Central booking facility discussed

October 09, 2002|by TARA REILLY

The Washington County Commissioners said Tuesday that they are interested in hearing more about a proposed central booking facility that would speed up the arrest process for area police departments, comments that drew skepticism from Sheriff Charles F. Mades.

A central booking facility would lessen the time police officers spend processing their arrests, thus allowing the officers to get back on the roads faster.

Mades, who was not at the meeting, said later Tuesday that he questioned the sincerity of the commissioners' statements because they rejected an earlier proposal to create the facility.


"All of a sudden, now we want to talk about it again when you folks killed it," Mades said. "Call me when somebody's serious."

He said discussion about the facility was "hot and heavy" through June, but the commissioners rejected the proposal because the county didn't have funding for it.

He said the facility would cost several million dollars.

Mades said he thinks the commissioners resurrected the issue because of election-time pressures from neighborhood watch groups pushing for it.

The commissioners denied they rejected the proposal and said they want more information on the cost of the facility and its feasibility.

"Right now, I don't have a clue whether it would be beneficial or not, because we haven't had all the facts presented to us," Commissioners President Gregory I. Snook said after the meeting.

"We don't even know what it's going to cost," Commissioner Bert Iseminger said.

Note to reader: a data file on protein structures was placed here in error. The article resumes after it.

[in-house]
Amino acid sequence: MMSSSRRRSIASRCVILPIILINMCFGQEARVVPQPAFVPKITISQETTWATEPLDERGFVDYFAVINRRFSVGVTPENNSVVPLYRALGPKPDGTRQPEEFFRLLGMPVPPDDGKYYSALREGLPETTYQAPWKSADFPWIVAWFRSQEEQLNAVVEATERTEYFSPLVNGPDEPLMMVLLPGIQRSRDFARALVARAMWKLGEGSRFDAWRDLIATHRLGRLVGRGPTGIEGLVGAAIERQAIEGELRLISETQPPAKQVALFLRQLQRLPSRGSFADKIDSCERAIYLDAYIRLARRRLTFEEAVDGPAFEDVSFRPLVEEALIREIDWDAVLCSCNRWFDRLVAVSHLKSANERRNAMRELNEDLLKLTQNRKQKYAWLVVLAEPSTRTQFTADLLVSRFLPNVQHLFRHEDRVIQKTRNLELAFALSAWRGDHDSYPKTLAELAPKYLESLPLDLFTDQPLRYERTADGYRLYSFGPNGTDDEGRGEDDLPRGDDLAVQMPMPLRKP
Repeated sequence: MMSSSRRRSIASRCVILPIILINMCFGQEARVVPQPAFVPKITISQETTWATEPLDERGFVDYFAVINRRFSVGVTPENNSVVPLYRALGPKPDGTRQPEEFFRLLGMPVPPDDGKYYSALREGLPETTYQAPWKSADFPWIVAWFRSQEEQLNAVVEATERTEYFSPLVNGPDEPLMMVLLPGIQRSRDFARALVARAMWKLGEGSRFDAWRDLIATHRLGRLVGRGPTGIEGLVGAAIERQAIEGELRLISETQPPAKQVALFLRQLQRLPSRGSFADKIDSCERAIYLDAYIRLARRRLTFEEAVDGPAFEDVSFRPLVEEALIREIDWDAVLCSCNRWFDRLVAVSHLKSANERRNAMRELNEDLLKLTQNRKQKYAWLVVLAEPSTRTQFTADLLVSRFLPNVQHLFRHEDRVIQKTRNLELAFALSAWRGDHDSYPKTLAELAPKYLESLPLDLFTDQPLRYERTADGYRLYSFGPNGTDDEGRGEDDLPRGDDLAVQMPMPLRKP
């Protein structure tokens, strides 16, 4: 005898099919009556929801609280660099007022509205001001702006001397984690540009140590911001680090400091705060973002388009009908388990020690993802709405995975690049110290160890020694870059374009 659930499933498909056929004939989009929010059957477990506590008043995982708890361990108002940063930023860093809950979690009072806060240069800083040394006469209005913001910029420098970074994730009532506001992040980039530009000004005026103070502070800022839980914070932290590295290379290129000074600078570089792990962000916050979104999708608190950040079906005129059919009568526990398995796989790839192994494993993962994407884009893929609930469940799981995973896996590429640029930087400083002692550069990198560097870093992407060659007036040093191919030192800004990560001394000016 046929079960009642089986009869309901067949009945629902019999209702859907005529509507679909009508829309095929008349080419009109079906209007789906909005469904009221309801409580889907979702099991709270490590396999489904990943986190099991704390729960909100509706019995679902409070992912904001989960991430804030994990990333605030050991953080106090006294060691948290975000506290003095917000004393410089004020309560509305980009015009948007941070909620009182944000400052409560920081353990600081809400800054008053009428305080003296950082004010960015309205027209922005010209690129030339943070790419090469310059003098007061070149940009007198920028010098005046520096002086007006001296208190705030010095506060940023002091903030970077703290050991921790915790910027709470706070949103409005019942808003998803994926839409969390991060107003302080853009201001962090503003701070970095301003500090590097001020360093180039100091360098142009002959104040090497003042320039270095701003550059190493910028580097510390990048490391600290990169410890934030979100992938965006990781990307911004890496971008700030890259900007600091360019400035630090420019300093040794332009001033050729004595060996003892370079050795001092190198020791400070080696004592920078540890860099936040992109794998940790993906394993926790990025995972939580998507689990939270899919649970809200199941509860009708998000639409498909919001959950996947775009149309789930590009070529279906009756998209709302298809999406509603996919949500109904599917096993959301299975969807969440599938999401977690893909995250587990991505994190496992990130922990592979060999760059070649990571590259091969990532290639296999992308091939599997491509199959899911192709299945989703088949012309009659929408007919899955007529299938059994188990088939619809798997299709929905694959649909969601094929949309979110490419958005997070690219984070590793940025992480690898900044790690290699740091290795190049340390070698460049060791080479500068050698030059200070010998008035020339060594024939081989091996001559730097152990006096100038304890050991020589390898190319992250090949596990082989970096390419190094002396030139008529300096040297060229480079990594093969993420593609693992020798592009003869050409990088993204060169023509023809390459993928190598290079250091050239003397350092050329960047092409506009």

"We just basically need more fact-finding," Commissioners Vice President Paul L. Swartz said.

Later, Swartz said the facility would be a good idea "if the money came with it."

Mades said the Washington County Detention Center could be renovated to create space for the facility. He also said about eight correctional employees would be hired to staff the facility.

The correctional employees would process the arrests, freeing law enforcement officers from that duty, he said.

"I'd love to see it," Mades said. "It would really help everybody."

Commissioner William Wivell said after the meeting that, although the facility isn't a "dead issue," he doubts it will ever come about because of a history of disagreements between the city and county. He said the county would need financial cooperation from the state and city to proceed, because the county shouldn't pay all the costs.

"The reality of it is it's probably not going to happen," Wivell said.

Hagerstown Mayor William Breichner said the city supports the central booking idea and will work with the county Sheriff's Department on the issue.

Exactly how a central booking facility would be staffed or funded has not been determined, he said.

Hagerstown Police Chief Arthur Smith said all of the law enforcement agencies in the county support the facility, and that the state would pay for some of the costs.

Smith, whose department made 4,000 arrests last year, said such a facility would save a lot of hours for police officers.

Snook said he doubts the state will pitch in at this time because of its budget constraints during the economic downturn.

"Unless the state says, 'yeah, we have some money,' I don't think we can pursue it," Snook said. "I think it's slim that they would help us out."

The Herald-Mail Articles